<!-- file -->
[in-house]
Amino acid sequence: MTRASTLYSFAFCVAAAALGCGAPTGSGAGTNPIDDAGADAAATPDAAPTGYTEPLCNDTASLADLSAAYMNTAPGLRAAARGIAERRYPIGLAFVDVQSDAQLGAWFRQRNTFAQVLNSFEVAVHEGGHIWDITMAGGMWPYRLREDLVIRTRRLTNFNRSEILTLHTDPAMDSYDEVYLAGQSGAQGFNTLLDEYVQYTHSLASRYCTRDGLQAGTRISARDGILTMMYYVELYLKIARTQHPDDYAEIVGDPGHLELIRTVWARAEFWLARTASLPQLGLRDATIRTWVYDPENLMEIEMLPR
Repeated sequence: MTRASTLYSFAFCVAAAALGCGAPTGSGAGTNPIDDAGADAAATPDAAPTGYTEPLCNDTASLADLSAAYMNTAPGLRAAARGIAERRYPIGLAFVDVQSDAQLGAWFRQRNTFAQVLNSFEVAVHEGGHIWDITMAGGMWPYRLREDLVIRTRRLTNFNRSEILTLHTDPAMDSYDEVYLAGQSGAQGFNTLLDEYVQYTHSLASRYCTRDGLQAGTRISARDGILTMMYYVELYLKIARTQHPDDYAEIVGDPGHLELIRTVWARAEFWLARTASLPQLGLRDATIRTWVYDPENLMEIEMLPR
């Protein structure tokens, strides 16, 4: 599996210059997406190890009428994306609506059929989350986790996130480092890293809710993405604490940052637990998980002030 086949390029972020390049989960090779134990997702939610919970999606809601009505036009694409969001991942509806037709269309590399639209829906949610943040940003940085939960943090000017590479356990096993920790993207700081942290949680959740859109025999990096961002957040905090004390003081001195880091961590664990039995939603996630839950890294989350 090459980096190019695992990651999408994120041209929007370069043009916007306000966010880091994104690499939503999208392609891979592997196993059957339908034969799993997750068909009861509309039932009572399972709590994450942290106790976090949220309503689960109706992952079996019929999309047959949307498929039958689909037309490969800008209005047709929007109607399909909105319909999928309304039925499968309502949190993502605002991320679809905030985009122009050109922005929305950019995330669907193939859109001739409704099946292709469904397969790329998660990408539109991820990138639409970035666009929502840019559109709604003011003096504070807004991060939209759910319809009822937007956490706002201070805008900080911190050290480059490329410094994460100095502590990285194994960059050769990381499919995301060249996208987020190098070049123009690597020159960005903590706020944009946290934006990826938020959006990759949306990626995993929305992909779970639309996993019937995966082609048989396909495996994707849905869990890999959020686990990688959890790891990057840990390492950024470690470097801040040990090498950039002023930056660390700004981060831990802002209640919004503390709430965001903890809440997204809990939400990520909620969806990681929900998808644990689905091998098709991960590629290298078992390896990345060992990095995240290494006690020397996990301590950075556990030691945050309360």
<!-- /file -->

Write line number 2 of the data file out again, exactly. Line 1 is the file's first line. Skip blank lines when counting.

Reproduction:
Amino acid sequence: MTRASTLYSFAFCVAAAALGCGAPTGSGAGTNPIDDAGADAAATPDAAPTGYTEPLCNDTASLADLSAAYMNTAPGLRAAARGIAERRYPIGLAFVDVQSDAQLGAWFRQRNTFAQVLNSFEVAVHEGGHIWDITMAGGMWPYRLREDLVIRTRRLTNFNRSEILTLHTDPAMDSYDEVYLAGQSGAQGFNTLLDEYVQYTHSLASRYCTRDGLQAGTRISARDGILTMMYYVELYLKIARTQHPDDYAEIVGDPGHLELIRTVWARAEFWLARTASLPQLGLRDATIRTWVYDPENLMEIEMLPR